There's a first time for everything, and for Associated Press Women's Player Of The Year Brittney Griner, that first could be to become the first female player to take the court in the NBA.
Next year, that is.
In response to a potential offer from Dallas Mavericks owner Mark Cuban to tryout for the team, Griner offered gratitude and stated that she wants to spend a year honing her skills in the WNBA, where she is expected to be the first overall selection of the Phoenix Mercury in tonight's WNBA Draft.
A year can do many things to different people.
What it can't or at least probably won't do, is give Griner the one thing her game is missing: size.
A natural at the center position, Griner has a tremendous inside game and is a masterful defensive player, having all of the makings of Bill Russell, including being undersized.
Russell's most famous battles were against the taller and heavier Wilt Chamberlain, who had a four inch height and 50 pounds weight advantage over the 6'9” 220lb Boston Celtic. Yet Russell's Celtics routinely defeated Chamberlain's 76ers and Lakers teams, behind his immeasurable tenacity and heart.
For comparisons sake, Griner, if able to make it to the NBA level, will have to prove that she can play against the likes of Dwight Howard, the current premier NBA center, who is three inches taller and 50 pounds heavier.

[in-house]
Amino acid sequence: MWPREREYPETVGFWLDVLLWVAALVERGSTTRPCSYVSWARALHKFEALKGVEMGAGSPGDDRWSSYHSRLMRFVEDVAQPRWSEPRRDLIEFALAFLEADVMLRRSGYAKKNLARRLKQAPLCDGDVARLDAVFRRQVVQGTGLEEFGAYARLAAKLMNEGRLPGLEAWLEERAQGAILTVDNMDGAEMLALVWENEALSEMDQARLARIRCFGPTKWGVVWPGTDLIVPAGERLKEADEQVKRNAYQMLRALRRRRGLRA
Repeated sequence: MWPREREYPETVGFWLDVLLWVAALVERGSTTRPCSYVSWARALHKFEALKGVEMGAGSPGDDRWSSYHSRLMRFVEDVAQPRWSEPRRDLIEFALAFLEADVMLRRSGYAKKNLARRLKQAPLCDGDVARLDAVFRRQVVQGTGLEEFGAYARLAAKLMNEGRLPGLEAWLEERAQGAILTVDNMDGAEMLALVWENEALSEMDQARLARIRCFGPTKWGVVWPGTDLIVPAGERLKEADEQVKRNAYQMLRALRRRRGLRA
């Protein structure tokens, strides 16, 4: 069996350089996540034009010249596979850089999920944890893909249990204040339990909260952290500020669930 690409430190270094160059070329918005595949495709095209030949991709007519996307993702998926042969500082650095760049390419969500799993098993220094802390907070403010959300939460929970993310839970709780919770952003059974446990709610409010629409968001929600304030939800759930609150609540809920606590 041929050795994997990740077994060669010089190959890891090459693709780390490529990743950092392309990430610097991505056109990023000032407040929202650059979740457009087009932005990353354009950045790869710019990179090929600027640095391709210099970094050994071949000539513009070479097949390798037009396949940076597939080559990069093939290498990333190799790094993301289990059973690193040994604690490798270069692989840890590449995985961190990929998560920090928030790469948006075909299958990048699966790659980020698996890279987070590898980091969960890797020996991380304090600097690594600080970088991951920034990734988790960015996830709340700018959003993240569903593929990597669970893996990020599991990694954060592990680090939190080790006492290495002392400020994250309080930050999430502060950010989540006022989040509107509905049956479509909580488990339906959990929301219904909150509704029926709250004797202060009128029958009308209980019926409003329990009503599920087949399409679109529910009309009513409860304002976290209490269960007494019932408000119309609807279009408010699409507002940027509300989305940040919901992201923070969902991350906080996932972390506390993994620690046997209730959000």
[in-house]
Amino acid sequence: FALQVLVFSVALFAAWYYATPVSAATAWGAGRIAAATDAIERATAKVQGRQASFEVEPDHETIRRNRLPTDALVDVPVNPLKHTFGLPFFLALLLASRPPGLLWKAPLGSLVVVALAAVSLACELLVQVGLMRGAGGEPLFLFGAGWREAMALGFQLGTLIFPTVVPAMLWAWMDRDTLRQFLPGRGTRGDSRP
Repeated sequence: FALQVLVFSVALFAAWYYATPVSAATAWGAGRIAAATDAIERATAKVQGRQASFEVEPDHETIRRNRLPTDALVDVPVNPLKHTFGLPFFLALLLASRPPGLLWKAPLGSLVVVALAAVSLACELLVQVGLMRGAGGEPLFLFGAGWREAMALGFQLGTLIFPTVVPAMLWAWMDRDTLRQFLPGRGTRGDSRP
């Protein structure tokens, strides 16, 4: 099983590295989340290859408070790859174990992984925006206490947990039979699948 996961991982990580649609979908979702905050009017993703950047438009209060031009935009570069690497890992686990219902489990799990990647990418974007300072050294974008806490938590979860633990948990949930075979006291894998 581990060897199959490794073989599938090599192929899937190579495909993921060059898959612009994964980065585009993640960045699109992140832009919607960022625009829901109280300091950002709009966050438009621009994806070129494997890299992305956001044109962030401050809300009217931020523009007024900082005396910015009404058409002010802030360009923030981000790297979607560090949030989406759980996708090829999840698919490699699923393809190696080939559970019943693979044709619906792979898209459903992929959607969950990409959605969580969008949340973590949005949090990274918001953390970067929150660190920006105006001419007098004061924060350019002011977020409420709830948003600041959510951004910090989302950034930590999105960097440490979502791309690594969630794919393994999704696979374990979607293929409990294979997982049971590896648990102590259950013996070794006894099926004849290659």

Griner will have her work cut out for her and, if we are being completely honest, the deck stacked against her. She won't even be the first female player to tryout for the NBA. That belongs to Ann Meyers, who tried out for Indiana in 1979. Myers, listed at 5'9”, did not survive her three day tryout, and went to work for the team as a broadcaster instead.
There has been little gender-neutral play between men's and women's sports, especially basketball, where things quickly become more of a media spectacle rather than to gauge how good a player is, regardless of gender.
Firsts in sports and society often lead to people balking at what are fair ideas. Griner may or may not have a fantastic NBA career, that is truthfully up in the air, regardless of what you or I want to believe. And it is her decision if she wants to open that door and see what the future holds.
I would hope that we are all granted the opportunity to view another first for both sports and society, that people would receive the idea of a female NBA player with open minds. I would hope that the media gives the scene its due coverage, keeping it a spectacle, not a circus.
Joanne P. McAllie, head coach of the Duke women's basketball team, has voiced that Griner would not be on an equal playing field, and that people need to remember who they are.
Tell that to Tyrone “Muggsy” Bogues, who lasted 14 years in the NBA while standing just 5'3” and weighing 141 pounds.
Firsts happen in sports every year, and it's time for another. Russell and Bogues were too small. Griner is female and undersized by NBA standards, both perceived wrongly as weaknesses.
They are obstacles to overcome, and barriers to bring down.
Griner is an upstanding citizen who will continue to contribute to society, so she has already earned my respect. But if she chooses to become a symbol rather than a mere player, I will, of course, choose to applaud her and you should too.
Win or lose, it's the right thing to do.